Seth Godin, meditation, the enneagram, and what it means to pay attention

May 24, 2012   |   27 Comments  |   FavoriteLoadingAdd to favorites

Seth Godin, the marketing genius, writer, teacher, and all-around awesome person is one of my idols. I receive his blog posts every day and, although our topics are different, in many ways I model my work on his for its clarity, usefulness, and soulfulness.

His post today was about empathy as a most important component of strategic marketing. If we can’t see the world through our customer’s eyes, understand what motivates them to act, have insight into why they make the decisions they do, our efforts to connect with them may be clumsy and dense.

What he writes about easily applies to the world of relationships altogether, whether they take place on the sales floor or around your kitchen table.

In both cases, the ability to connect genuinely is paramount.

The way to connect genuinely is to let your preconceptions and judgments about a person go, open your mind and heart to them, and see them.

Meditation teaches us how to let go of concept and open again and again to the present moment.

It’s as if we are all walking around with a movie playing inside our heads–an endless repeating loop that runs the story of who we are and what life is like, what we expect and what we fear. Imagine a lens stuck right in the middle of your forehead and everywhere you turn, your movie is projected onto the environment. Whoever walks through your set is cast in a role. Some people are extras, some are supporting characters, others may take on leading roles. Occasionally we fire the director or hire a new screenwriter, but basically there is this sense of narrative, based on—what? Well, who knows. Probably some combination of personal history, cultural bias, soap operas and eons of karma.

People can tell when they’ve lost dimension in your eyes and are seen mainly as characters in your drama, no matter how beautifully cast. I tell you, they do not care for it. And we all know exactly what it feels like to be in their shoes—to be seen as a label or category. Awful.

It might even be said that this—the inability to open our eyes to see others without an overlay of concept—is not only at the heart of inelegant marketing but also of everything from bad first dates to failed peace negotiations. I am totally not exaggerating.

It is certainly at the heart of our difficulties in love. If we can only see our ideas about a person rather than the person himself, what do we mean when we say, “I love you?”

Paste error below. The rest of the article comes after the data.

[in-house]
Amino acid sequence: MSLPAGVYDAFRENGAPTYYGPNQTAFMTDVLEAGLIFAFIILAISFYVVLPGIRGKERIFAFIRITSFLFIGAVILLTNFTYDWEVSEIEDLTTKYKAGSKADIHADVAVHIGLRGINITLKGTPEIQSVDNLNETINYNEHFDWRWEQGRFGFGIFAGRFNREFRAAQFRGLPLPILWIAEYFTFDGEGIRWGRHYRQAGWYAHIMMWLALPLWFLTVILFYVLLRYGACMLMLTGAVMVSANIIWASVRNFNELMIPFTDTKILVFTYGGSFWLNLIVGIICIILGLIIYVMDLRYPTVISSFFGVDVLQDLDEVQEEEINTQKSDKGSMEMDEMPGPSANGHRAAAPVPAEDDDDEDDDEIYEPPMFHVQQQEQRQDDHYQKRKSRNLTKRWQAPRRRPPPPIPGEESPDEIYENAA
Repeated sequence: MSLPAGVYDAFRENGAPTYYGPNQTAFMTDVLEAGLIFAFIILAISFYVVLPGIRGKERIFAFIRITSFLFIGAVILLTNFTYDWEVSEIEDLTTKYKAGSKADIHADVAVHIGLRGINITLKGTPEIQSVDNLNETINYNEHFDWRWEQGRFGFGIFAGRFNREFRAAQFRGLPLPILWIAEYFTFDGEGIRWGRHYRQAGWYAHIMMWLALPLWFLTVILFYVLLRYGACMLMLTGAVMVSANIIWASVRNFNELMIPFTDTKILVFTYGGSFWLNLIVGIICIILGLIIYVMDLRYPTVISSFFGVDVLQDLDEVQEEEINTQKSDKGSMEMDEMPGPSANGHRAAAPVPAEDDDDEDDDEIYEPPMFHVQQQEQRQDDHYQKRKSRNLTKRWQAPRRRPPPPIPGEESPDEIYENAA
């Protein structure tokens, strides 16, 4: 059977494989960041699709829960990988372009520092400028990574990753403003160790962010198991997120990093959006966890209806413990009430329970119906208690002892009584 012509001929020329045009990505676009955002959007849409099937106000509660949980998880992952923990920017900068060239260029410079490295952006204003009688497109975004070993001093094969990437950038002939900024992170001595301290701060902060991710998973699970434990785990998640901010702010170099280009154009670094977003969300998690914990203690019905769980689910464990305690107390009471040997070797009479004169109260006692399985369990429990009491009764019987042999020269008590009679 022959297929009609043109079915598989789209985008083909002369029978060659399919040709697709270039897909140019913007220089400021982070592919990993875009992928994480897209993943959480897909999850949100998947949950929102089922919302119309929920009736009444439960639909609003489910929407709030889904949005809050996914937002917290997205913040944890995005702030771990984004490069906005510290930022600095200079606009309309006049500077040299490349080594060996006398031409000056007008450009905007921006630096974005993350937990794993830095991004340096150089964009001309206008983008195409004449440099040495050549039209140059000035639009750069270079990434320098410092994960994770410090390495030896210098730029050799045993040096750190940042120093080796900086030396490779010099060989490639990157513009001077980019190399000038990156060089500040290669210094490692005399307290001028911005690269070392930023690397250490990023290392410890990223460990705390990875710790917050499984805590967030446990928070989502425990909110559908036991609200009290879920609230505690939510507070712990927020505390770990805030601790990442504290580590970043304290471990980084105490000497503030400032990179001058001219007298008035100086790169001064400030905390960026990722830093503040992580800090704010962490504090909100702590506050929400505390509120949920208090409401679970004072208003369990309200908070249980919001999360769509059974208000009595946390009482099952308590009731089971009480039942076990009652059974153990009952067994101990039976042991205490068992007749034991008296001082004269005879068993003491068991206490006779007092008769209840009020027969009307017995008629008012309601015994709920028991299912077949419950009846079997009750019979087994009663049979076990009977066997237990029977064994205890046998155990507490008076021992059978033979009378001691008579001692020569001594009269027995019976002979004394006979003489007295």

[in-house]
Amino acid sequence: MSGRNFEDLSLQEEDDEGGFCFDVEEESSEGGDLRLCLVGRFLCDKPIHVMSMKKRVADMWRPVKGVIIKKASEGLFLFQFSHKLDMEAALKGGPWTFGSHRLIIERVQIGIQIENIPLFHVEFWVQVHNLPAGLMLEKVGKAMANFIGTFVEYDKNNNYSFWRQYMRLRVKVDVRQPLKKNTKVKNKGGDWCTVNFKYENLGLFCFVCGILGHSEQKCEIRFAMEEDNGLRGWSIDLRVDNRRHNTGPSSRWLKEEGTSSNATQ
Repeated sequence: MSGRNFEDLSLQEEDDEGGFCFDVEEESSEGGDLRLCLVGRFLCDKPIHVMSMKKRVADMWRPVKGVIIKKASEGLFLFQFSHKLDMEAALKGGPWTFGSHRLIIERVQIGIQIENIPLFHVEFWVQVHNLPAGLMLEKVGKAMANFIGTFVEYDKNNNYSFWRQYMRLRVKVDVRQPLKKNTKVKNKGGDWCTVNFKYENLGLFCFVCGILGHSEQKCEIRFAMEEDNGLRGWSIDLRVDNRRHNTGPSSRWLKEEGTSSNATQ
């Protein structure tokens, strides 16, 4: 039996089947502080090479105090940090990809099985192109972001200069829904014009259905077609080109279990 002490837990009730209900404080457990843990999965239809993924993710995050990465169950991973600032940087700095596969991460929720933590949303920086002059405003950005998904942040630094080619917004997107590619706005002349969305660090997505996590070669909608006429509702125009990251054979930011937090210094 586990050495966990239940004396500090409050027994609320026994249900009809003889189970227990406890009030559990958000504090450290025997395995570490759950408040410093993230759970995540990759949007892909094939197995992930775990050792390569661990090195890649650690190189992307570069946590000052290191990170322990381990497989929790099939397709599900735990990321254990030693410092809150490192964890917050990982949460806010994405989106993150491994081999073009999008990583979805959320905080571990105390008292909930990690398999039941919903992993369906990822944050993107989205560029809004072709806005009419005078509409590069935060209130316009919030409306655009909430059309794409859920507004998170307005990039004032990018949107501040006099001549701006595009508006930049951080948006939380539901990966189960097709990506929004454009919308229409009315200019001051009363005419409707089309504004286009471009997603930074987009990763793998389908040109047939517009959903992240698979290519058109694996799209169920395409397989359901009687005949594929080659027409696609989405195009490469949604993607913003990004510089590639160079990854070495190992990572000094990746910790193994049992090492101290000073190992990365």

There are two tools that have helped me in a very profound way to open my eyes and heart to others.

The first, of course, is meditation. It’s amazing that this very, very simple technique of placing attention on breath, noticing thought, and letting it go has revolutionized my relationships.

When we practice letting thoughts go to return to breath, we are practicing letting go of concept to come back to the present moment. After all, our breath can only be in the present. There is no such thing as connecting with a breath in the past or future. This comes in so handy with other people, when we can let go of our ideas, hopes, and fears about them to instead place our attention on them. (People tend to love this, btw.)

The Zen priest and poet John Tarrant Roshi said, “Attention is the most basic form of love. Through it we bless and are blessed.” I try to work this into every conversation because it is just that meaningful and true. If attention is the basic form of love and meditation practice is working with attention, well, there you have it. When we practice meditation, we practice love.

The second tool is called the Enneagram. Anyone who has known me for longer than, say, 10 seconds, knows that after Tarrant Roshi’s quote on attention, this is the topic I am next most likely to work into conversation. It’s for your own good, people!! The Enneagram is called a system of personality typing, but saying so is like saying that John Coltrane was a sax player. It just goes way beyond that.

The Enneagram describes nine personality types and, yes, you are one of them. So am I. But it is not about ghettoizing people and being all, “oh you’re a two, you hate your own needs,” or “you’re an eight, you’re going to try to boss me around,” it’s about being able to see the world from another’s point of view.

The Enneagram describes 9 patterns of placement of attention. When the 9 types walk into a room, 9 different things will get their attention. In conversation, 9 different things will matter to them. This is very useful information to know. In fact, it is beyond useful because when you know your own type, you can see how you are different than others and stop faulting them (and yourself) for seeing the world in a different way. When you know another’s type, you can stop holding them to your particular standards.